Friday , 19 October 2018
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Cancer researcher in the making

Cancer researcher in the making

Fauzia Bi Fairoz Shaikh, a student of Parvatibai Chowgule College of Arts and Science, Margao has just returned from a scholarship to the United States of America. In conversation with NT KURIOCITY she talks about her learnings, experience and more

RAMANDEEP KAUR | NT KURIOCITY

A tech-savvy girl who harbours the passion for writing and aspires to be a Cancer biologist and a motivational speaker, Fauzia Bi Fairoz Shaikh returned from the United States of America after a research scholarship. She was accepted at The McArdle Laboratory for Cancer Research University of Wisconsin, Madison – a dream come true. Being the first student from Goa who got through the Khorana fellowship was another feather to her hat.

A third year biotechnology student of Parvatibai Chowgule College of Arts and Science, Margao, Fauzia’s journey began on May 18, 2018 and the last three months have been truly wonderful, and is grateful to now be a part of Khorana Scholar family. About her learning, she says that the program had a perfect balance between adventure and science. “One of the most heartening experiences was the very welcoming Khorana orientation program held at the University of Chicago. It was a memorable amalgam of meeting and listening to brilliant people, dignitaries and Nobel laureates. The excitement of my fellow interns was contagious.”

She got accepted to The McArdle Laboratory for Cancer Research in through professor of oncology Bill Sugden. She worked with him and the graduate student mentors, Rebecca Hutcheson and Quincy Rosemarie, who she says were a fantastic combination of composure and generosity. “It was an honour to work with them, who have incessantly inspired me to be a better human being and a scientist. They were very humble, polite and helpful during my entire stay in the USA,” she adds.

As part of her scholarship she studied the Epstein–Barr virus, first human oncogenic virus which infects approximately 90 per cent of the human population and accounts for greater than 200,000 cancer cases per year. She worked on two different projects. The first overall project concerns using lentiviral vectors to deliver a CRISPR/Cas9 construct to EBV+ tumour cells. Her second project looked into an aspect of EBV’s lytic phase, during which EBV amplifies its genome. She says: “Currently, there is a limited understanding of the mechanism of EBV’s reorganization of chromatin (ROC). My goal was to investigate whether ROC is dependent on continuous EBV genome amplification, using the DNA replication inhibitor ganciclovir (GCV).”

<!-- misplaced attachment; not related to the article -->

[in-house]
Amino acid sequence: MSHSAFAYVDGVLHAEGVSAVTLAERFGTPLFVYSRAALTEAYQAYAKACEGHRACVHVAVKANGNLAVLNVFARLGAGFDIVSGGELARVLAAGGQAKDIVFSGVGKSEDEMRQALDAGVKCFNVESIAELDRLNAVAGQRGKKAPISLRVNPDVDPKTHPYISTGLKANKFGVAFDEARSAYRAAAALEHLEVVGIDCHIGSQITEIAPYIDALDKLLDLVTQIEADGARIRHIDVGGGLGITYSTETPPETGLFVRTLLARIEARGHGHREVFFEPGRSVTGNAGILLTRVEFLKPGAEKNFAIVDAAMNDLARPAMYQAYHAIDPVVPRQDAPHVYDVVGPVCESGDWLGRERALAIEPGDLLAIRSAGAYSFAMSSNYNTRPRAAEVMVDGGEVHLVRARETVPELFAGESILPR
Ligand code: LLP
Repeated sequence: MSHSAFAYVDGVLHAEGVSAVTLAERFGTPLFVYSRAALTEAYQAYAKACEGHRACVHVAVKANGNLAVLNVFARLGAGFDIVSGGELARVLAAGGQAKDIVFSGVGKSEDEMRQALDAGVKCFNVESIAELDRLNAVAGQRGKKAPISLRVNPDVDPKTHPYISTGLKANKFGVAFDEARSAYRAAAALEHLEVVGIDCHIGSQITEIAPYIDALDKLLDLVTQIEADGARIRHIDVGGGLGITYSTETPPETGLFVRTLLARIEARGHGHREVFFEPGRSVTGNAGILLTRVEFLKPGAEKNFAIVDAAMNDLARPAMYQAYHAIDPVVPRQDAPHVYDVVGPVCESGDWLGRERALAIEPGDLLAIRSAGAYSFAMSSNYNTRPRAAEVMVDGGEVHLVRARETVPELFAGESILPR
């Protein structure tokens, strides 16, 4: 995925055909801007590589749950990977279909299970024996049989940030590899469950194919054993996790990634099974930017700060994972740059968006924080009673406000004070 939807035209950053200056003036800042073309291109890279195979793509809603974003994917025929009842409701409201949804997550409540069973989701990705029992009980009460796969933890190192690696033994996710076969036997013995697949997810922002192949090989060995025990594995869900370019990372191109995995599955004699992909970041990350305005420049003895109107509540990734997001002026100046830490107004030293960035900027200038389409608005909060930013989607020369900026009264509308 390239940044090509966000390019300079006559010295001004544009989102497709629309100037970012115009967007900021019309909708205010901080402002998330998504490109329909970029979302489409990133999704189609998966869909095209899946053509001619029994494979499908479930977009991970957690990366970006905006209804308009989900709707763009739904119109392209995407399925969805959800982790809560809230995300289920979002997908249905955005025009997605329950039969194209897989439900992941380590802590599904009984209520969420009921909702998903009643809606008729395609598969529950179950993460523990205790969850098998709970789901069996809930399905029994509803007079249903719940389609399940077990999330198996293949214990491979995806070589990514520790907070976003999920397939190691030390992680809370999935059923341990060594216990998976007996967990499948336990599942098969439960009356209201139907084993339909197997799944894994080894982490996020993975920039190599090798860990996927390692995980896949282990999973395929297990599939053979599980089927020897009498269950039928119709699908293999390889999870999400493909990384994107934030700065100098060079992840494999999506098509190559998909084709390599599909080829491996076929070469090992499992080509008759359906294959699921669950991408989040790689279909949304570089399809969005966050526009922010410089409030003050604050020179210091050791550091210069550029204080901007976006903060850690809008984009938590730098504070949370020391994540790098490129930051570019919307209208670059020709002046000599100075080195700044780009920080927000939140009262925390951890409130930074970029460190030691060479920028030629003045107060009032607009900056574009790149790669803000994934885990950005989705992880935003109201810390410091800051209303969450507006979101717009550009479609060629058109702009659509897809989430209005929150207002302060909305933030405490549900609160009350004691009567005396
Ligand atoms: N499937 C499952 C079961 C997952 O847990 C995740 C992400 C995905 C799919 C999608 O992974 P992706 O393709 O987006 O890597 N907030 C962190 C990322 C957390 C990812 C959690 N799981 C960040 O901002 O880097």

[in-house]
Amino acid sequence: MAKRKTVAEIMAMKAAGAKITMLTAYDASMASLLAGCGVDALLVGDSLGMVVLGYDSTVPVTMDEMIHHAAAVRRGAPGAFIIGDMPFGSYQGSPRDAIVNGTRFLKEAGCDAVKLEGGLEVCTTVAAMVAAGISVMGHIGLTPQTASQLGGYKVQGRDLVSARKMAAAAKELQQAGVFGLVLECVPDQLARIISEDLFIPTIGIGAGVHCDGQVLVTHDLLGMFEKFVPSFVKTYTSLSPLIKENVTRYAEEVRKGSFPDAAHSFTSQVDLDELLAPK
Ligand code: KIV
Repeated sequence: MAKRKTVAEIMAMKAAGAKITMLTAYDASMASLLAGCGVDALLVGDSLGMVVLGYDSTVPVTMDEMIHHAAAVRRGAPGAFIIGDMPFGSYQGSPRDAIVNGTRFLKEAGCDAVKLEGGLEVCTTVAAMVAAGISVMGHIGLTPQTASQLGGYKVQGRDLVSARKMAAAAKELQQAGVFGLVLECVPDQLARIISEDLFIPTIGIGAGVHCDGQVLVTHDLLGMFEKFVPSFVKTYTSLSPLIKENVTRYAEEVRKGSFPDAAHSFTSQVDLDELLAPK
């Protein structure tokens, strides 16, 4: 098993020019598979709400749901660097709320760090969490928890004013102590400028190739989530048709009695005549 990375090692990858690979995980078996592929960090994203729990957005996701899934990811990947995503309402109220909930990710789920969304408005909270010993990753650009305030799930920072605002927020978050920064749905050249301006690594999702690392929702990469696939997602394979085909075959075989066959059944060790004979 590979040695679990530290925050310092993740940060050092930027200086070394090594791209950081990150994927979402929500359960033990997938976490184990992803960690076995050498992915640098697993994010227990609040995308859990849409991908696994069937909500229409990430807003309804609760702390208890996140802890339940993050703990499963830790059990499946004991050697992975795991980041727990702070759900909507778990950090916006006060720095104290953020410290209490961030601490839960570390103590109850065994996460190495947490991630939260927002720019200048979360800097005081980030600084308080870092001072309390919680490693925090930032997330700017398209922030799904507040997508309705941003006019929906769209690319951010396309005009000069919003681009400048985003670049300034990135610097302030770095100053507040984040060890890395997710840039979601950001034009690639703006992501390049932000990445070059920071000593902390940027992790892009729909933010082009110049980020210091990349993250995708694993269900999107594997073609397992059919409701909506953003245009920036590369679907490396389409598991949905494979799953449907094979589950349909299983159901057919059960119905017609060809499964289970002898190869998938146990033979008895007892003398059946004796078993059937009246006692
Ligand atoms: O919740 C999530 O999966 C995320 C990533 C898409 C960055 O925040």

When asked why people prefer cancer treatment abroad, she replies says that there is no match to the passion Americans have for their work. “It makes me go weak on my knees. They are disciplined with their work and manage their time well. People are less pretentious and more open to failures. There were many subtle differences in the way research is carried out abroad compared to India, which I could clearly see, and comprehend. More than research, it was about contributing to meaningful research while gaining worldly experiences,” she adds.

She also learned to enhance her thinking skills and troubleshoot the impediments in research, while spending most of her day in the lab. She says that everyone was so helpful that she felt like home in the lab. Besides, she also attended several enlightening international seminars and conferences held every week. There were also picnics, hikes, bonfires and dinners organised. She says that it was a lot of fun socialising with the Americans, trying their homemade dishes and enjoying their common games. She adds: “Madison Fireworks on July 3rd night (pre-Independence Day night) was the icing on the cake. It was a wonderful experience – first of its kind where fireworks formed various shapes and shades in the sky.”

It is always a great feeling when your hard work pays off and the final presentation day reflected just that when the Khorana scholars presented their research projects. It is rightly said, ‘Harder you work and greater is the feeling of accomplishment’.

Sharing her experience, Fauzia says: “My words won’t do justice to the richness of the entire journey but since this was my first experience abroad, it helped me grow in many ways as an individual and as a researcher. The journey had a lot of ups and few downs, from tedious Visa processes to getting acceptance in a top oncology research laboratory it was revolutionary experience.” From life skills to living independently, from Japanese buffet to American breakfasts, from learning techniques to designing experiments and from meeting people to making friends, from long walks by the harbour to canoeing in lakes, she learned to live vivaciously.

This opportunity has changed the way she perceived every situation in life. “This is a scientific exposure intercalated with tons of new experiences, everlasting friendships and new perspectives. This internship helped me explore the questioner, traveller and the philosopher inside me,” she adds.

She is accustomed to struggle and obsessed with her dreams. Apart from being honoured by Khorana Scholarship, she is a Japanese Government Scholarship Winner and published author to the Journal of Harvard University (World leading research institute of United States of America).

 

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